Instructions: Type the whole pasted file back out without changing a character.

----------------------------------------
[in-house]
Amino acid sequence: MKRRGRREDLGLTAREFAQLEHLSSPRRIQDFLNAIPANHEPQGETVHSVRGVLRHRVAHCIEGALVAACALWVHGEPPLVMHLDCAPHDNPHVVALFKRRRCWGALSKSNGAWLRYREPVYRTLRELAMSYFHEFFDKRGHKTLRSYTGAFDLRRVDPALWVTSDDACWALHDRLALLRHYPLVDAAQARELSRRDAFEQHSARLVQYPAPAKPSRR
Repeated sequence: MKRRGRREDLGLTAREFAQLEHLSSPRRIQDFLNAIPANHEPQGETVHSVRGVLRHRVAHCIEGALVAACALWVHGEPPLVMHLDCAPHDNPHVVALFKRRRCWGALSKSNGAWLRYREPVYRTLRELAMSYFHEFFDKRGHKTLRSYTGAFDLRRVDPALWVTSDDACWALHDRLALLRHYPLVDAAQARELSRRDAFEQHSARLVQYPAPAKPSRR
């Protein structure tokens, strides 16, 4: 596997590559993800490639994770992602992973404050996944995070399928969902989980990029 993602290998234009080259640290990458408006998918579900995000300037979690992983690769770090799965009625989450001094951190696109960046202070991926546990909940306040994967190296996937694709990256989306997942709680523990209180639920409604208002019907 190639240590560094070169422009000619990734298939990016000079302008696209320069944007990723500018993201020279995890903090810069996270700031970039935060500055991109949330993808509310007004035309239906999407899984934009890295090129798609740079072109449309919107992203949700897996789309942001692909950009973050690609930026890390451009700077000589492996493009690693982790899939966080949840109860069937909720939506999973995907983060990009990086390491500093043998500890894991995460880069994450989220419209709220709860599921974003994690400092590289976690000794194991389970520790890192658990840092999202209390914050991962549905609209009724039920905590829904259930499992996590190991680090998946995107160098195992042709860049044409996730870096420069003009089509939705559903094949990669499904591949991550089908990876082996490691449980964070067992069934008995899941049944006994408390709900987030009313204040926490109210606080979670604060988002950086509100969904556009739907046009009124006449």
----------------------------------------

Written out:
[in-house]
Amino acid sequence: MKRRGRREDLGLTAREFAQLEHLSSPRRIQDFLNAIPANHEPQGETVHSVRGVLRHRVAHCIEGALVAACALWVHGEPPLVMHLDCAPHDNPHVVALFKRRRCWGALSKSNGAWLRYREPVYRTLRELAMSYFHEFFDKRGHKTLRSYTGAFDLRRVDPALWVTSDDACWALHDRLALLRHYPLVDAAQARELSRRDAFEQHSARLVQYPAPAKPSRR
Repeated sequence: MKRRGRREDLGLTAREFAQLEHLSSPRRIQDFLNAIPANHEPQGETVHSVRGVLRHRVAHCIEGALVAACALWVHGEPPLVMHLDCAPHDNPHVVALFKRRRCWGALSKSNGAWLRYREPVYRTLRELAMSYFHEFFDKRGHKTLRSYTGAFDLRRVDPALWVTSDDACWALHDRLALLRHYPLVDAAQARELSRRDAFEQHSARLVQYPAPAKPSRR
């Protein structure tokens, strides 16, 4: 596997590559993800490639994770992602992973404050996944995070399928969902989980990029 993602290998234009080259640290990458408006998918579900995000300037979690992983690769770090799965009625989450001094951190696109960046202070991926546990909940306040994967190296996937694709990256989306997942709680523990209180639920409604208002019907 190639240590560094070169422009000619990734298939990016000079302008696209320069944007990723500018993201020279995890903090810069996270700031970039935060500055991109949330993808509310007004035309239906999407899984934009890295090129798609740079072109449309919107992203949700897996789309942001692909950009973050690609930026890390451009700077000589492996493009690693982790899939966080949840109860069937909720939506999973995907983060990009990086390491500093043998500890894991995460880069994450989220419209709220709860599921974003994690400092590289976690000794194991389970520790890192658990840092999202209390914050991962549905609209009724039920905590829904259930499992996590190991680090998946995107160098195992042709860049044409996730870096420069003009089509939705559903094949990669499904591949991550089908990876082996490691449980964070067992069934008995899941049944006994408390709900987030009313204040926490109210606080979670604060988002950086509100969904556009739907046009009124006449």